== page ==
If you're looking to get your Starbucks fix Tuesday, make a morning run or find somewhere else to get caffeinated. All Starbucks locations—more than 8,000 nationwide—are closing in the afternoon for training to educate its 175,000-plus workers on racial bias, per Money. The program is in response to two black men who were arrested at a Philadelphia Starbucks last month while waiting for a business meeting. Donte Robinson and Rashon Nelson have settled with the city for $1 each, along with a vow from Philadelphia officials to invest $200,000 in a program for young entrepreneurs. Starbucks says this training is just the beginning. "We know that one day of training will not stop bias or solve racism," a rep tells Money. "These are hard, complex questions and this is a step in a long-term effort." Check out what time your local Starbucks will be closing here. More:
- USA Today and the AP report that a "tool kit" will be offered to employees that will "focus on understanding prejudice and the history of public accommodations in the United States." The program also includes a short documentary film, as well as comments from Starbucks execs and rapper Common. The media won't be privy to the training sessions, which a Clark Atlanta University race and gender expert says is probably best to create a "safe [space] for open dialogue."
- There are five things Starbucks "has to get right" in Tuesday's training, per CNBC, including teaching about white privilege and avoiding making "false equivalencies." "While it might be tempting to frame this issue as 'bias can happen to anyone anytime,' I'd recommend against letting anyone come away from the program thinking that what happened in Philadelphia could have happened to two white customers," one consultant says.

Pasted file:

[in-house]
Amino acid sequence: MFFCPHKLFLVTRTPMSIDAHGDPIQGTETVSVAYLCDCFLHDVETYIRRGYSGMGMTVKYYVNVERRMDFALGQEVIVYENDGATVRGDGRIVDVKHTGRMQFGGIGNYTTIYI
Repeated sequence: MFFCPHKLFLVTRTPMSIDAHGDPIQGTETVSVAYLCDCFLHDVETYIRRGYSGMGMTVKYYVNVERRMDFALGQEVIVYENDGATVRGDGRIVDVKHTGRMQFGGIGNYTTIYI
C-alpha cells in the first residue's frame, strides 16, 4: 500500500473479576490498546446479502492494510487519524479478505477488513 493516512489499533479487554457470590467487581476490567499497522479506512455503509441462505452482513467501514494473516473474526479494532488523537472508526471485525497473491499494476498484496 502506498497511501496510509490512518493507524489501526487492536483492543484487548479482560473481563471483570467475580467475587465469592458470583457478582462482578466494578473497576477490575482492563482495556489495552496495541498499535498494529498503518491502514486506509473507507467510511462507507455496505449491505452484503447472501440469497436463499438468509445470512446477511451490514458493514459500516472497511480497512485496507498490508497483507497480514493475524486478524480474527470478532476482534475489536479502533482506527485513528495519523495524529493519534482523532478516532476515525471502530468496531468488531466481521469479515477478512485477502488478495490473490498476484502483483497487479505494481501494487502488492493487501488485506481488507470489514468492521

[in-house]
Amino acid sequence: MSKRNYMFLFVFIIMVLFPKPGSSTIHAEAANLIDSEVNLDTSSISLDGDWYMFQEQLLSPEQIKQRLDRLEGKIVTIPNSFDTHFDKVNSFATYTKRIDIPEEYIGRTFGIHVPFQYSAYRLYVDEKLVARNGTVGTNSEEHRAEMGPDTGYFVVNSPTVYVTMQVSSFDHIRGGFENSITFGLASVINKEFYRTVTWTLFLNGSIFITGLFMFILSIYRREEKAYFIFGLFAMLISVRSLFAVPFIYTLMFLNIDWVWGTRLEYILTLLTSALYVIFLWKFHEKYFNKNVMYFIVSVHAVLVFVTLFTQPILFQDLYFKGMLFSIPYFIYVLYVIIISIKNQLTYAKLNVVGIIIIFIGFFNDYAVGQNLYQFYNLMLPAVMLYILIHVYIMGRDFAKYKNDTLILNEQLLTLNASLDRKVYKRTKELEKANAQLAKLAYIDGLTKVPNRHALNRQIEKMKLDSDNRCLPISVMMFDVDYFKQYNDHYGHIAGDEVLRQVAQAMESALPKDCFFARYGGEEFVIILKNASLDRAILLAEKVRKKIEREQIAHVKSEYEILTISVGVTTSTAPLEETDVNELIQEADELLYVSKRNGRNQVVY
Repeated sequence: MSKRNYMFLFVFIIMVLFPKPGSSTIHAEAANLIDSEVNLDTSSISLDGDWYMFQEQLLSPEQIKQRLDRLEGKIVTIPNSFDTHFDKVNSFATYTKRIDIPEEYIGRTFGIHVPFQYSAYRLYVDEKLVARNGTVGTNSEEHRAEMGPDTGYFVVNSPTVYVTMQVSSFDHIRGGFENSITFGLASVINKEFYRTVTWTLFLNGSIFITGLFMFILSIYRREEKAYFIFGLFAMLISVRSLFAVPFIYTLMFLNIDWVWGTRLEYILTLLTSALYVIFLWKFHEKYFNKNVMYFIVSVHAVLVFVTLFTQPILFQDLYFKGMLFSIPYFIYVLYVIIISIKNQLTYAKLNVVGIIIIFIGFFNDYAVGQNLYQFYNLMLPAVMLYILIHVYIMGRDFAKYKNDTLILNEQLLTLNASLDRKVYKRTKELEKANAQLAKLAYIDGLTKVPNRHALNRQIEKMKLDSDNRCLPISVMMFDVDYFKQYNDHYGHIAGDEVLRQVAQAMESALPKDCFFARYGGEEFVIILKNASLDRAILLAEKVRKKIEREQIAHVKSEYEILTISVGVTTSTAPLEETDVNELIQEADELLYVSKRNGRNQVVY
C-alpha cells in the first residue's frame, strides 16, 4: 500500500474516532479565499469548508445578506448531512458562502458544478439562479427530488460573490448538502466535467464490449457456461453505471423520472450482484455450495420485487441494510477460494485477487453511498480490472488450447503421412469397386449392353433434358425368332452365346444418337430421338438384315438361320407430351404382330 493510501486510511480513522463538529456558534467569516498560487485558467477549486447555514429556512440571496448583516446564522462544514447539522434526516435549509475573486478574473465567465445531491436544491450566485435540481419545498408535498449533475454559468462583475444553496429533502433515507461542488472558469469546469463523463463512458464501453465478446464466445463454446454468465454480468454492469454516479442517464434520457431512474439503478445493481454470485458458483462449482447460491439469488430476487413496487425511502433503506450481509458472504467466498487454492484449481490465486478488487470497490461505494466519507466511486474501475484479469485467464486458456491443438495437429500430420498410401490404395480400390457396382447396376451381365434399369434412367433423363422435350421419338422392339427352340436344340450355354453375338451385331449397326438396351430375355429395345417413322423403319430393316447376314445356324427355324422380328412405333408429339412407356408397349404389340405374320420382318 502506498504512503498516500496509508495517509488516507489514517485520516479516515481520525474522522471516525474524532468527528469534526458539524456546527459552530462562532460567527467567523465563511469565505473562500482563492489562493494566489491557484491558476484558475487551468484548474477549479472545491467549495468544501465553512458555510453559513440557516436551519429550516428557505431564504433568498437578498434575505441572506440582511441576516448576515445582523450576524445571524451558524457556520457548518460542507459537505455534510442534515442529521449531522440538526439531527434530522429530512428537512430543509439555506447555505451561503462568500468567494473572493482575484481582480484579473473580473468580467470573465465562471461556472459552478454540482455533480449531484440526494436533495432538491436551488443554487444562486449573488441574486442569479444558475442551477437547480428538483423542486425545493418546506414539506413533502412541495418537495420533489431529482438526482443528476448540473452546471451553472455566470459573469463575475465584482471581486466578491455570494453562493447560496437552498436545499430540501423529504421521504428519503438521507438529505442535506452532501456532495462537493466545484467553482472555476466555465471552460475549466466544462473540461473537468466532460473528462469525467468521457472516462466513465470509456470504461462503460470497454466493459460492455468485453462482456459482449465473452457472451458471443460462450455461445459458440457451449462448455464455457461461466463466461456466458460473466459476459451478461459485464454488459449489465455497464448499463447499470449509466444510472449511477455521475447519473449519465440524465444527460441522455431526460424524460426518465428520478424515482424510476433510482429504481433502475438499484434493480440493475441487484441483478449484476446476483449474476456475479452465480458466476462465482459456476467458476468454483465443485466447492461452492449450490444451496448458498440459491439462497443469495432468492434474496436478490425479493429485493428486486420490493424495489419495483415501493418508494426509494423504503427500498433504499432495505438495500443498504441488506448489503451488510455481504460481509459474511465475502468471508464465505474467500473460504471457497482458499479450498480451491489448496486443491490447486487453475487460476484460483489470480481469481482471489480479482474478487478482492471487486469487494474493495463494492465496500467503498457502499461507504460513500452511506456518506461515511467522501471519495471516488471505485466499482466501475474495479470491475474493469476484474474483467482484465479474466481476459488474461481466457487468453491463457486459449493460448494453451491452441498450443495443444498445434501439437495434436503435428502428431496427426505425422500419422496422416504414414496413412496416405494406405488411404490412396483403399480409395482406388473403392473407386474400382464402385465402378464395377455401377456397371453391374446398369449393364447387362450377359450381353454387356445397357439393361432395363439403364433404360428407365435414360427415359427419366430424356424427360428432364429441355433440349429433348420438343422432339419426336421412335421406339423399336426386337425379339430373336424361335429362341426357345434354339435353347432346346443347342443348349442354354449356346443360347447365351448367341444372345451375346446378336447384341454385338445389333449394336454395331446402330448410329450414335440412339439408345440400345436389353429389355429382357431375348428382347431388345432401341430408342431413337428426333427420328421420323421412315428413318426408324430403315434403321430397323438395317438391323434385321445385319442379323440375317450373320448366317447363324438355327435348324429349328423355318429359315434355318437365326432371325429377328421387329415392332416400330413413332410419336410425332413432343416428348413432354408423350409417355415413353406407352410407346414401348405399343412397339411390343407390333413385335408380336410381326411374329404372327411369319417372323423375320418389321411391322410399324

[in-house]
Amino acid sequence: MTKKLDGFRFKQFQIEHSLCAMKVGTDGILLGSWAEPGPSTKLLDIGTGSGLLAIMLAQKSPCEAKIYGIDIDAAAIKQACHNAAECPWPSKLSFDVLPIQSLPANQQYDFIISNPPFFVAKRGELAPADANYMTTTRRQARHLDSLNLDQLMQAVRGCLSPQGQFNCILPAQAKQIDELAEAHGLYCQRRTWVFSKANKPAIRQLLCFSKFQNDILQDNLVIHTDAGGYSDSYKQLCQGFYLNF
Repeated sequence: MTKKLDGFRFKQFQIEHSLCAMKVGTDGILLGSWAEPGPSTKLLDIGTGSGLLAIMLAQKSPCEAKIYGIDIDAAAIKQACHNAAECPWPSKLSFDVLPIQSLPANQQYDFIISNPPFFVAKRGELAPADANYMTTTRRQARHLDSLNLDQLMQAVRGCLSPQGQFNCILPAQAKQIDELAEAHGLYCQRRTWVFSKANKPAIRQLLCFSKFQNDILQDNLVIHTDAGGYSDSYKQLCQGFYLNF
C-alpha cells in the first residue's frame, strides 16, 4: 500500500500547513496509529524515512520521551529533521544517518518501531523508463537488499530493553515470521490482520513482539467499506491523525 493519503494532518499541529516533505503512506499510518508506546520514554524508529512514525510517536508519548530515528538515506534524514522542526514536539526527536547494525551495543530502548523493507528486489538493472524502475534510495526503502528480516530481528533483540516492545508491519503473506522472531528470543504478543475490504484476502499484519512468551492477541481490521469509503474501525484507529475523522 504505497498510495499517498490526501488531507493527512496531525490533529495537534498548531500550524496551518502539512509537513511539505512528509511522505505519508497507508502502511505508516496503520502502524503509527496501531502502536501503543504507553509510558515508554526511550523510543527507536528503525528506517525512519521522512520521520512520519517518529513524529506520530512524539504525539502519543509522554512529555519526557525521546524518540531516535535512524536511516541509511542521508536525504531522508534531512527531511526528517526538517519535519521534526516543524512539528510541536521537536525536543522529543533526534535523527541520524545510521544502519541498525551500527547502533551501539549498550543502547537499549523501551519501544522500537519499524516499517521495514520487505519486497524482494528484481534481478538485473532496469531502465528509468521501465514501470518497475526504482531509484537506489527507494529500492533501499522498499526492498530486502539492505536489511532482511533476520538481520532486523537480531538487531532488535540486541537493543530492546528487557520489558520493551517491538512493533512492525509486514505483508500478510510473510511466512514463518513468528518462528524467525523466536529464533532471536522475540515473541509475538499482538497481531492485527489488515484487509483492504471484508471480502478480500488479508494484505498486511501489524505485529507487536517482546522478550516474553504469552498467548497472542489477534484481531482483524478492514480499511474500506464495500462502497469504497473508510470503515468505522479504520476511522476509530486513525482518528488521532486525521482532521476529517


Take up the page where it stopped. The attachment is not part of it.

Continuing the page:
- Count Vox, which talked to five social scientists about racial bias, among those in the "this isn't nearly enough" camp. In some cases, one expert says, such training can even backfire by bringing long-buried biases to the surface, and not in a constructive way. "Diversity trainings are filled with good intentions and poor evidence," one University of Virginia researcher says.
- Still, the training is a "good start," Andrew Ross Sorkin writes for the New York Times. Sorkin doesn't think any other US company is investing as much money or tackling so publicly the issue of race. He says the Starbucks program "will start a dialogue among some 175,000 employees," with "the hope … that they will continue the conversation in stores, at home, and among their family and friends for days, weeks, and months, multiplying the impact."
- NBC News notes there are other places to get your latte on Tuesday, and on any other day—specifically, at black-owned coffee shops where owners try to make everyone feel welcome. "Do you want to spend your dollars at a place where you can feel safe or a place where they're going to call the police on you?" the proprietor of a Philly coffeehouse notes.
- So what else is Starbucks doing beyond Tuesday? CNNMoney notes even non-customers can now hang out and use Starbucks' restrooms without buying anything, with limits (e.g., no sleeping or smoking in the restrooms), and more training sessions are said to be in the works.
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